The California Air Resources Board (CARB) and the National Oceanic and Atmospheric Administration (NOAA) are planning a joint field study of atmospheric processes over California and the eastern Pacific coastal region in 2010. The goal of the program is to study in California the important issues at the nexus of the air quality and climate change problems in order to provide scientific information regarding the trade-offs faced by decision makers when addressing these two inter-related issues - hence the name CalNex 2010.
The Molina Center for Energy and the Environment is planning to coordinate a US-Mexico collaborative study during CalNex 2010 to investigate issues of mutual interest to the two countries along Mexico- California border region. This will involve deploying an experienced ground-based field measurement team aimed at characterizing the emissions from major sources in the California-Mexico border regions; determining the spatial and temporal variability in anthropogenic emissions of greenhouse gases and traditional air pollutants; and assessing possible impact of these emissions on local and regional air quality, human health and climate change.
CalNex-2010 offers a unique opportunity for US-Mexico collaboration since the composition of the atmosphere over the US-Mexico border region is affected by cross-border transport of emissions in both directions. The US and Mexico share a common air basin along the ~200 km border between California and Baja California. The economical activities in this region are heavily influenced by the international trade and commerce between Mexico and the US that mainly occurs through the borders of the sister cities of San Diego–Tijuana and Calexico–Mexicali. The intense anthropogenic activities together with biological and geological sources significantly contribute to the high levels of particle matter (PM), nitrogen oxides (NOx), volatile organic compounds (VOCs), air toxics, and ozone that are commonly observed in the California-Mexico border region. There is mutual interest between the two nations in understanding the chemical and physical properties of the gases and aerosols that originate in this region, along with their transformations and potential impacts on climate and ecosystems.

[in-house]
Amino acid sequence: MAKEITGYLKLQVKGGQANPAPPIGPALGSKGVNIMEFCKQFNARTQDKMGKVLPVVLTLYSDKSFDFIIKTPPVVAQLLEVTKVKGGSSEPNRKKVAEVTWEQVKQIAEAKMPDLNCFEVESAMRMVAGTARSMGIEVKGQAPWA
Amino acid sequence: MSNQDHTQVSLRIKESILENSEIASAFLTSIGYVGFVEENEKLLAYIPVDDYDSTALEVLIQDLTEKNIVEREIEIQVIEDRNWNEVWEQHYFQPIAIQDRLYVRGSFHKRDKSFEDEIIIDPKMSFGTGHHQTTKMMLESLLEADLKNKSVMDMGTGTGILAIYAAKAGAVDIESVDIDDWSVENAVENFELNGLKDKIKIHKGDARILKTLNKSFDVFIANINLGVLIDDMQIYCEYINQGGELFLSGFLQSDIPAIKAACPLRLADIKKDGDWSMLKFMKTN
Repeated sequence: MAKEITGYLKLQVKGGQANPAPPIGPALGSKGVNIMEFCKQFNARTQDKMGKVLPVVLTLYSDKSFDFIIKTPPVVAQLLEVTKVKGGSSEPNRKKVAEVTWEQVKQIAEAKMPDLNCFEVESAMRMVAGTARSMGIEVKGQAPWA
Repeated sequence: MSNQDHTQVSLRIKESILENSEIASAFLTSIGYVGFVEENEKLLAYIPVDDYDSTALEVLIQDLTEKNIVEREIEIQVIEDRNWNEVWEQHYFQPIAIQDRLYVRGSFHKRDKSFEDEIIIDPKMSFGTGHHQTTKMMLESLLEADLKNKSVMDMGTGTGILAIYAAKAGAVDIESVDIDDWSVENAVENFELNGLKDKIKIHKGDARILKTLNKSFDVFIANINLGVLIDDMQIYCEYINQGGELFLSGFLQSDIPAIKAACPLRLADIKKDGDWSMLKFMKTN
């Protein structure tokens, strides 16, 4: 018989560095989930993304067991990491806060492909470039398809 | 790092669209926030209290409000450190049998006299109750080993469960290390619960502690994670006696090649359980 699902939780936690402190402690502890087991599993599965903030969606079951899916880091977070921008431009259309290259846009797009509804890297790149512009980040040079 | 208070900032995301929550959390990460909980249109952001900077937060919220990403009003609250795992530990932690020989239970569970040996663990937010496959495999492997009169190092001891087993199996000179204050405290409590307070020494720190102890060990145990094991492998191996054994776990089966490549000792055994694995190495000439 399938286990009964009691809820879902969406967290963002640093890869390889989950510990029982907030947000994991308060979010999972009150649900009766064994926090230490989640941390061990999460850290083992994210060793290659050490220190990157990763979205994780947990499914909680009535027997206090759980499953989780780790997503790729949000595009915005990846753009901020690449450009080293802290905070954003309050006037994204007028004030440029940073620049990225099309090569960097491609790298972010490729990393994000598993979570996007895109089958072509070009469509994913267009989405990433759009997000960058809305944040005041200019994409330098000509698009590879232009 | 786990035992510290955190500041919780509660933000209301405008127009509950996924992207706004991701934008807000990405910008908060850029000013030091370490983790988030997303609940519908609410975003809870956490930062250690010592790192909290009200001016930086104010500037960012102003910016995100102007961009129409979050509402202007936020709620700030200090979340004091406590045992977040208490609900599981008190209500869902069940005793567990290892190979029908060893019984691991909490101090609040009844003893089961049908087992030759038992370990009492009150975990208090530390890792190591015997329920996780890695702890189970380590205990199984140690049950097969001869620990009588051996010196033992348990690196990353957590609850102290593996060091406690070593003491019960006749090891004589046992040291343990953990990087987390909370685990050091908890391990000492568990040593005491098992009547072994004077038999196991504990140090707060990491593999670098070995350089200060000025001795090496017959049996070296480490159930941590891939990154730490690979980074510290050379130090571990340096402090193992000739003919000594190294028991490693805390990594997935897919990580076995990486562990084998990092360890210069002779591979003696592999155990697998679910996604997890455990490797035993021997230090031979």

The cross-border studies are expected to improve our understanding of the importance of different emissions sources (urban, biomass burning, natural) along the Cal-Mex border and the opportunity to study poorly understood but important processes (coupled gas, aerosols, radiation, meteorology) in aging urban air. Furthermore, the educational and capacity building implications are very significant. The proposed field study will provide opportunity for Mexican and US students to work with multi-national experts in different disciplines and opportunity for collaboration between Mexican technical personnel and government officials and international scientists in the border region.